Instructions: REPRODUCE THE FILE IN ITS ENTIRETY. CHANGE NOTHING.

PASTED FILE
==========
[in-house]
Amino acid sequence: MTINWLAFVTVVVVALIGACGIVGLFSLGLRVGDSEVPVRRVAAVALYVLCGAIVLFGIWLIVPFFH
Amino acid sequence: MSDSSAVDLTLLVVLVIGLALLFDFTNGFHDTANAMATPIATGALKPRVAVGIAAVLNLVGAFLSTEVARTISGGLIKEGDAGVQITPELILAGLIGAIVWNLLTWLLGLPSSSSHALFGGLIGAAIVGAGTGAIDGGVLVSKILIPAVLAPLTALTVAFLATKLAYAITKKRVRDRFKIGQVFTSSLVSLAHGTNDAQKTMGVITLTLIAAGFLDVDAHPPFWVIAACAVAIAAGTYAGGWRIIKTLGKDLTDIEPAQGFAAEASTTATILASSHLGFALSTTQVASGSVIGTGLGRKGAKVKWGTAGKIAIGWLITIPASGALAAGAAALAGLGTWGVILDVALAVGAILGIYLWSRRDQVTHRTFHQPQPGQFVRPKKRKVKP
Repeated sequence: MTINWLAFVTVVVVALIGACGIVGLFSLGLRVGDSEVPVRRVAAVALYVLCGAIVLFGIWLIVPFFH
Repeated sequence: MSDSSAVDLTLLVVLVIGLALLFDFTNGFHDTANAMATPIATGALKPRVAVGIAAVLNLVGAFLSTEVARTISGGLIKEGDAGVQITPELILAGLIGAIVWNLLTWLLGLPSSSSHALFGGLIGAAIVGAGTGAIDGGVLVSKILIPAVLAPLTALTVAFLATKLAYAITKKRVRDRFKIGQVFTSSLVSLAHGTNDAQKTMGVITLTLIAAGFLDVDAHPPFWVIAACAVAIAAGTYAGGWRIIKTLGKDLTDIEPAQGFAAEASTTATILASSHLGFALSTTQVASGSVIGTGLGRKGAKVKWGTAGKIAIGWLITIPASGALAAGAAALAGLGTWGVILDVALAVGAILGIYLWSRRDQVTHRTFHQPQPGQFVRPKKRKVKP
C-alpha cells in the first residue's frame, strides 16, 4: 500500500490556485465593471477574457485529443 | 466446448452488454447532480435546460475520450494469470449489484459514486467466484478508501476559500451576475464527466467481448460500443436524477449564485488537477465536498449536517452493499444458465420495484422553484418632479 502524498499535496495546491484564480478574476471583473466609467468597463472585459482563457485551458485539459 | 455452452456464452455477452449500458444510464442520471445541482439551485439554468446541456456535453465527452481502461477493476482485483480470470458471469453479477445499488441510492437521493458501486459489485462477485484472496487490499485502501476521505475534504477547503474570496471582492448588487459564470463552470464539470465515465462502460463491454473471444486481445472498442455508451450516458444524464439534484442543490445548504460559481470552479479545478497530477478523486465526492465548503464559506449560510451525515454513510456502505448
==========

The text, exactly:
[in-house]
Amino acid sequence: MTINWLAFVTVVVVALIGACGIVGLFSLGLRVGDSEVPVRRVAAVALYVLCGAIVLFGIWLIVPFFH
Amino acid sequence: MSDSSAVDLTLLVVLVIGLALLFDFTNGFHDTANAMATPIATGALKPRVAVGIAAVLNLVGAFLSTEVARTISGGLIKEGDAGVQITPELILAGLIGAIVWNLLTWLLGLPSSSSHALFGGLIGAAIVGAGTGAIDGGVLVSKILIPAVLAPLTALTVAFLATKLAYAITKKRVRDRFKIGQVFTSSLVSLAHGTNDAQKTMGVITLTLIAAGFLDVDAHPPFWVIAACAVAIAAGTYAGGWRIIKTLGKDLTDIEPAQGFAAEASTTATILASSHLGFALSTTQVASGSVIGTGLGRKGAKVKWGTAGKIAIGWLITIPASGALAAGAAALAGLGTWGVILDVALAVGAILGIYLWSRRDQVTHRTFHQPQPGQFVRPKKRKVKP
Repeated sequence: MTINWLAFVTVVVVALIGACGIVGLFSLGLRVGDSEVPVRRVAAVALYVLCGAIVLFGIWLIVPFFH
Repeated sequence: MSDSSAVDLTLLVVLVIGLALLFDFTNGFHDTANAMATPIATGALKPRVAVGIAAVLNLVGAFLSTEVARTISGGLIKEGDAGVQITPELILAGLIGAIVWNLLTWLLGLPSSSSHALFGGLIGAAIVGAGTGAIDGGVLVSKILIPAVLAPLTALTVAFLATKLAYAITKKRVRDRFKIGQVFTSSLVSLAHGTNDAQKTMGVITLTLIAAGFLDVDAHPPFWVIAACAVAIAAGTYAGGWRIIKTLGKDLTDIEPAQGFAAEASTTATILASSHLGFALSTTQVASGSVIGTGLGRKGAKVKWGTAGKIAIGWLITIPASGALAAGAAALAGLGTWGVILDVALAVGAILGIYLWSRRDQVTHRTFHQPQPGQFVRPKKRKVKP
C-alpha cells in the first residue's frame, strides 16, 4: 500500500490556485465593471477574457485529443 | 466446448452488454447532480435546460475520450494469470449489484459514486467466484478508501476559500451576475464527466467481448460500443436524477449564485488537477465536498449536517452493499444458465420495484422553484418632479 502524498499535496495546491484564480478574476471583473466609467468597463472585459482563457485551458485539459 | 455452452456464452455477452449500458444510464442520471445541482439551485439554468446541456456535453465527452481502461477493476482485483480470470458471469453479477445499488441510492437521493458501486459489485462477485484472496487490499485502501476521505475534504477547503474570496471582492448588487459564470463552470464539470465515465462502460463491454473471444486481445472498442455508451450516458444524464439534484442543490445548504460559481470552479479545478497530477478523486465526492465548503464559506449560510451525515454513510456502505448